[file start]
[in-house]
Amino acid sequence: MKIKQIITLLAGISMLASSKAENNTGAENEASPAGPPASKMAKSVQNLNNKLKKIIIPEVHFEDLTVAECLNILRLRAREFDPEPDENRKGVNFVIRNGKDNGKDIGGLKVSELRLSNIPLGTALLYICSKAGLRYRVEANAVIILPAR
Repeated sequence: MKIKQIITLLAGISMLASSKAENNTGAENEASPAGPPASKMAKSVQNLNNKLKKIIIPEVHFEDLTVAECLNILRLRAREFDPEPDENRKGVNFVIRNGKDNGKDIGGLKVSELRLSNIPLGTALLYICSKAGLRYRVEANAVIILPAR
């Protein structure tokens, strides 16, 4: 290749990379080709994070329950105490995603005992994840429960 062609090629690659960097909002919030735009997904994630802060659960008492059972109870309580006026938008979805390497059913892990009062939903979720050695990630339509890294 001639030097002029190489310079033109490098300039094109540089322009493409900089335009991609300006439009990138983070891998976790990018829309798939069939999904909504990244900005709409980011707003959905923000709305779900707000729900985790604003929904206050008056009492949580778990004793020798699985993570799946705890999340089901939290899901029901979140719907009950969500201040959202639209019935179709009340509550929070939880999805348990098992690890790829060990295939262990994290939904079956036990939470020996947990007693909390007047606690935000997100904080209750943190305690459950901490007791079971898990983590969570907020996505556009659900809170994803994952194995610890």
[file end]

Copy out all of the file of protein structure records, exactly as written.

[in-house]
Amino acid sequence: MKIKQIITLLAGISMLASSKAENNTGAENEASPAGPPASKMAKSVQNLNNKLKKIIIPEVHFEDLTVAECLNILRLRAREFDPEPDENRKGVNFVIRNGKDNGKDIGGLKVSELRLSNIPLGTALLYICSKAGLRYRVEANAVIILPAR
Repeated sequence: MKIKQIITLLAGISMLASSKAENNTGAENEASPAGPPASKMAKSVQNLNNKLKKIIIPEVHFEDLTVAECLNILRLRAREFDPEPDENRKGVNFVIRNGKDNGKDIGGLKVSELRLSNIPLGTALLYICSKAGLRYRVEANAVIILPAR
């Protein structure tokens, strides 16, 4: 290749990379080709994070329950105490995603005992994840429960 062609090629690659960097909002919030735009997904994630802060659960008492059972109870309580006026938008979805390497059913892990009062939903979720050695990630339509890294 001639030097002029190489310079033109490098300039094109540089322009493409900089335009991609300006439009990138983070891998976790990018829309798939069939999904909504990244900005709409980011707003959905923000709305779900707000729900985790604003929904206050008056009492949580778990004793020798699985993570799946705890999340089901939290899901029901979140719907009950969500201040959202639209019935179709009340509550929070939880999805348990098992690890790829060990295939262990994290939904079956036990939470020996947990007693909390007047606690935000997100904080209750943190305690459950901490007791079971898990983590969570907020996505556009659900809170994803994952194995610890």